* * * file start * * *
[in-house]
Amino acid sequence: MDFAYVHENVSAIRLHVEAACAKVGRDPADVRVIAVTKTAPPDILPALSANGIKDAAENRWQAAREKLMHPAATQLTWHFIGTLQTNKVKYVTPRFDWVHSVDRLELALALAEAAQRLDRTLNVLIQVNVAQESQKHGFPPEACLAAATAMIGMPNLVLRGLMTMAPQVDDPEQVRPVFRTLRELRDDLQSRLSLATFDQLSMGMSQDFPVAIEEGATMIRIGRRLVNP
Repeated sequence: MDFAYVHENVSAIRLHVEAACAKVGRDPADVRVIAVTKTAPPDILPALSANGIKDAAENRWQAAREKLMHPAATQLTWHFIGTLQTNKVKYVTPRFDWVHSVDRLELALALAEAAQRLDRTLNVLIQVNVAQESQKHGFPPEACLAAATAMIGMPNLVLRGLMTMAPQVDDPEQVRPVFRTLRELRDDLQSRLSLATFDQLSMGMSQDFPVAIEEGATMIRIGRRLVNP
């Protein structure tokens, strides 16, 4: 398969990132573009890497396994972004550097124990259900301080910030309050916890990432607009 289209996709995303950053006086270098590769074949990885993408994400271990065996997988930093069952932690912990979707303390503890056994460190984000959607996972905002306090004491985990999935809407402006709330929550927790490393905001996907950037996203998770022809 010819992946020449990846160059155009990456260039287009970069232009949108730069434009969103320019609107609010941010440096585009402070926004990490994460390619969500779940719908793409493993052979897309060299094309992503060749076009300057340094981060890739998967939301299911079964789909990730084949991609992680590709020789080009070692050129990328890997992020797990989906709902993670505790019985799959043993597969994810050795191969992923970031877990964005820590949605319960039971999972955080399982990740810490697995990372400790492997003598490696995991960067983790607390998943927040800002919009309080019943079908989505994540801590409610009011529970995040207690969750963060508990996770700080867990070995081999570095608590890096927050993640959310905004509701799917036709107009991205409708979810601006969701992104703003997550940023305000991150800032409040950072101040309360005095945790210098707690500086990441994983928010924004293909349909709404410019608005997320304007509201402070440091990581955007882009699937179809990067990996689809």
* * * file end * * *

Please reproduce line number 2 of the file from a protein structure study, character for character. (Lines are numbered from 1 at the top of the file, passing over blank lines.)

Amino acid sequence: MDFAYVHENVSAIRLHVEAACAKVGRDPADVRVIAVTKTAPPDILPALSANGIKDAAENRWQAAREKLMHPAATQLTWHFIGTLQTNKVKYVTPRFDWVHSVDRLELALALAEAAQRLDRTLNVLIQVNVAQESQKHGFPPEACLAAATAMIGMPNLVLRGLMTMAPQVDDPEQVRPVFRTLRELRDDLQSRLSLATFDQLSMGMSQDFPVAIEEGATMIRIGRRLVNP